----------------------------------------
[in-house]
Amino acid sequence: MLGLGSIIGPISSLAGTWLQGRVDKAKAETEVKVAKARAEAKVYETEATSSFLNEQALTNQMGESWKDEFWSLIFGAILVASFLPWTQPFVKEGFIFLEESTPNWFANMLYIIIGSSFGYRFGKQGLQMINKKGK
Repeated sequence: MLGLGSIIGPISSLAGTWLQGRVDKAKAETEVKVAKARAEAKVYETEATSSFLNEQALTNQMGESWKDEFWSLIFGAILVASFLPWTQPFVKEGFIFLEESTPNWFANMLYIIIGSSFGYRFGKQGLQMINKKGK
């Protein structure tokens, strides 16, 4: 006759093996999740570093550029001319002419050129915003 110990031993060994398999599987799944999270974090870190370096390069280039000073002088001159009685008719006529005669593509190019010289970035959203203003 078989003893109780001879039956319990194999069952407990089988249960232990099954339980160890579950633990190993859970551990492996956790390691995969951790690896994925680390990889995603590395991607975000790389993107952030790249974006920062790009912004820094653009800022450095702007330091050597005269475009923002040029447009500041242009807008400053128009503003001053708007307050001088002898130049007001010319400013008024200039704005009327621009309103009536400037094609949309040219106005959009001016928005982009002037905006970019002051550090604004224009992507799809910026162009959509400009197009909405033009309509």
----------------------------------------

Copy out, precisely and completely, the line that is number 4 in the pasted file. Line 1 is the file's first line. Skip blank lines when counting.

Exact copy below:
């Protein structure tokens, strides 16, 4: 006759093996999740570093550029001319002419050129915003 110990031993060994398999599987799944999270974090870190370096390069280039000073002088001159009685008719006529005669593509190019010289970035959203203003 078989003893109780001879039956319990194999069952407990089988249960232990099954339980160890579950633990190993859970551990492996956790390691995969951790690896994925680390990889995603590395991607975000790389993107952030790249974006920062790009912004820094653009800022450095702007330091050597005269475009923002040029447009500041242009807008400053128009503003001053708007307050001088002898130049007001010319400013008024200039704005009327621009309103009536400037094609949309040219106005959009001016928005982009002037905006970019002051550090604004224009992507799809910026162009959509400009197009909405033009309509």